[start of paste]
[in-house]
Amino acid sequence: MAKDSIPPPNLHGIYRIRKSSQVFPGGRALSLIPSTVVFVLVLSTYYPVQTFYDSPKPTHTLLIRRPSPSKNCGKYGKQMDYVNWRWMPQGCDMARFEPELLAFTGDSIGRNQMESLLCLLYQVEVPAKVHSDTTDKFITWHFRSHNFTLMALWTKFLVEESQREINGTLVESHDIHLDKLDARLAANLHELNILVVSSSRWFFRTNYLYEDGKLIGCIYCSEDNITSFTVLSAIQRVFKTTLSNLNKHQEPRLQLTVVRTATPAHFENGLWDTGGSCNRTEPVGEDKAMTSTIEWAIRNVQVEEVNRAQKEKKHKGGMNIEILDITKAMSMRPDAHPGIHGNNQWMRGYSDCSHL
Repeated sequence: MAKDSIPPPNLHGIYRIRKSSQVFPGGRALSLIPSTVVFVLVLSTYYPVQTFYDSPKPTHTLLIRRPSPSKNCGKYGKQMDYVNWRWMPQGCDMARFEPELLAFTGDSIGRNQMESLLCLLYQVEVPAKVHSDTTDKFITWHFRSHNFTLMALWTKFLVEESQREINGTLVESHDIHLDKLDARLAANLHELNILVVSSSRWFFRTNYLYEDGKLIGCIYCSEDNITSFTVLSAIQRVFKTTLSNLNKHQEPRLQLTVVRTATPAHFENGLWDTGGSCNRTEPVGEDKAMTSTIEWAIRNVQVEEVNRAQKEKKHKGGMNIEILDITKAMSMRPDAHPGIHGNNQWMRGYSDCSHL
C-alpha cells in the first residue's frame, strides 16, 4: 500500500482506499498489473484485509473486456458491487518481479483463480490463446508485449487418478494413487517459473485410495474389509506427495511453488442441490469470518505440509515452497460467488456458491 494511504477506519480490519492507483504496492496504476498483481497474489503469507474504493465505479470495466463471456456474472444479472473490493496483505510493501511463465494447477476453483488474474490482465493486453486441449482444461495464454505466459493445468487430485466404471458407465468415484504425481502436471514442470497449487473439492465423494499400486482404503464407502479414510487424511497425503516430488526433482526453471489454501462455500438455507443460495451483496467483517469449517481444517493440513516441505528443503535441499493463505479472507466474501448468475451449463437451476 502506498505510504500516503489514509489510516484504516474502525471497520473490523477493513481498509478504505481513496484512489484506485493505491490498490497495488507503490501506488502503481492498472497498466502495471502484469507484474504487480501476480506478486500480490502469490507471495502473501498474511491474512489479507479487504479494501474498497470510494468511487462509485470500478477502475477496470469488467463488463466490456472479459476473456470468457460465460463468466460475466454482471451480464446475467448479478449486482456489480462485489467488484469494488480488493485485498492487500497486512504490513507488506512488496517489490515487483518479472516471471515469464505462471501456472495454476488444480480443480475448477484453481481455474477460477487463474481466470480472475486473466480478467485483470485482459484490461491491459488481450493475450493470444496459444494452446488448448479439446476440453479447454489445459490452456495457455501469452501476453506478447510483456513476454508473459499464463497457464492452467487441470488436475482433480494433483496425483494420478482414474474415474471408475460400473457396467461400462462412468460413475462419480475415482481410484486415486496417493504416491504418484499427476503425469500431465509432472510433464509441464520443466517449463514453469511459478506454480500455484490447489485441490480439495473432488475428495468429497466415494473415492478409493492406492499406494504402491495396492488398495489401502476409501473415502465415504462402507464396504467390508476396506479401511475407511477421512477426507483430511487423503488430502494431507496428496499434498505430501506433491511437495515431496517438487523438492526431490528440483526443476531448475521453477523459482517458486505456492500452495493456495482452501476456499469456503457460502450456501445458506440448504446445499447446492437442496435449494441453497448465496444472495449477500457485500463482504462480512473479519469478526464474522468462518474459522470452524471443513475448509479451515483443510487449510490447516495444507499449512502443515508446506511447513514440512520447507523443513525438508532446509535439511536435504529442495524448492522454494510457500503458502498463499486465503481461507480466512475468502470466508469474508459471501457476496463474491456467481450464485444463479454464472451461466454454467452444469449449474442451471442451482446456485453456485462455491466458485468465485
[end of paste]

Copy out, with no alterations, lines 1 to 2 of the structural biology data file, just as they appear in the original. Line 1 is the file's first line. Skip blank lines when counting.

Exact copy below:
[in-house]
Amino acid sequence: MAKDSIPPPNLHGIYRIRKSSQVFPGGRALSLIPSTVVFVLVLSTYYPVQTFYDSPKPTHTLLIRRPSPSKNCGKYGKQMDYVNWRWMPQGCDMARFEPELLAFTGDSIGRNQMESLLCLLYQVEVPAKVHSDTTDKFITWHFRSHNFTLMALWTKFLVEESQREINGTLVESHDIHLDKLDARLAANLHELNILVVSSSRWFFRTNYLYEDGKLIGCIYCSEDNITSFTVLSAIQRVFKTTLSNLNKHQEPRLQLTVVRTATPAHFENGLWDTGGSCNRTEPVGEDKAMTSTIEWAIRNVQVEEVNRAQKEKKHKGGMNIEILDITKAMSMRPDAHPGIHGNNQWMRGYSDCSHL